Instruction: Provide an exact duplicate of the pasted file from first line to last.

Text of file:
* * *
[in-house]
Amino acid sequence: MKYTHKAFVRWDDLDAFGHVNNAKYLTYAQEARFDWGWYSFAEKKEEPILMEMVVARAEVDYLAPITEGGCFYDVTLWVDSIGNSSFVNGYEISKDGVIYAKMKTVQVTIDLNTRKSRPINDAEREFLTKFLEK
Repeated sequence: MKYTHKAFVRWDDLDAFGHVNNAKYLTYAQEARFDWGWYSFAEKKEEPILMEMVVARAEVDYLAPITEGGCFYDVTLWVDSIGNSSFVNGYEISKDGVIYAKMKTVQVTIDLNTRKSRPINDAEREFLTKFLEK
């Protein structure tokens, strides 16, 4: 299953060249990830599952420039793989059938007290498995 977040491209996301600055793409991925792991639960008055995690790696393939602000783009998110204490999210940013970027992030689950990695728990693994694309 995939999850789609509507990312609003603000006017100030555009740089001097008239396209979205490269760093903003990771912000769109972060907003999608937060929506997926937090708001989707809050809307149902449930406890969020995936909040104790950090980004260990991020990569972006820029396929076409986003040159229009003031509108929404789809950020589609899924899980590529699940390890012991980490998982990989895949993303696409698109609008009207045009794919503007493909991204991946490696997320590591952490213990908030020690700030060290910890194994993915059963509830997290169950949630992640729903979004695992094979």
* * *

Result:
[in-house]
Amino acid sequence: MKYTHKAFVRWDDLDAFGHVNNAKYLTYAQEARFDWGWYSFAEKKEEPILMEMVVARAEVDYLAPITEGGCFYDVTLWVDSIGNSSFVNGYEISKDGVIYAKMKTVQVTIDLNTRKSRPINDAEREFLTKFLEK
Repeated sequence: MKYTHKAFVRWDDLDAFGHVNNAKYLTYAQEARFDWGWYSFAEKKEEPILMEMVVARAEVDYLAPITEGGCFYDVTLWVDSIGNSSFVNGYEISKDGVIYAKMKTVQVTIDLNTRKSRPINDAEREFLTKFLEK
């Protein structure tokens, strides 16, 4: 299953060249990830599952420039793989059938007290498995 977040491209996301600055793409991925792991639960008055995690790696393939602000783009998110204490999210940013970027992030689950990695728990693994694309 995939999850789609509507990312609003603000006017100030555009740089001097008239396209979205490269760093903003990771912000769109972060907003999608937060929506997926937090708001989707809050809307149902449930406890969020995936909040104790950090980004260990991020990569972006820029396929076409986003040159229009003031509108929404789809950020589609899924899980590529699940390890012991980490998982990989895949993303696409698109609008009207045009794919503007493909991204991946490696997320590591952490213990908030020690700030060290910890194994993915059963509830997290169950949630992640729903979004695992094979």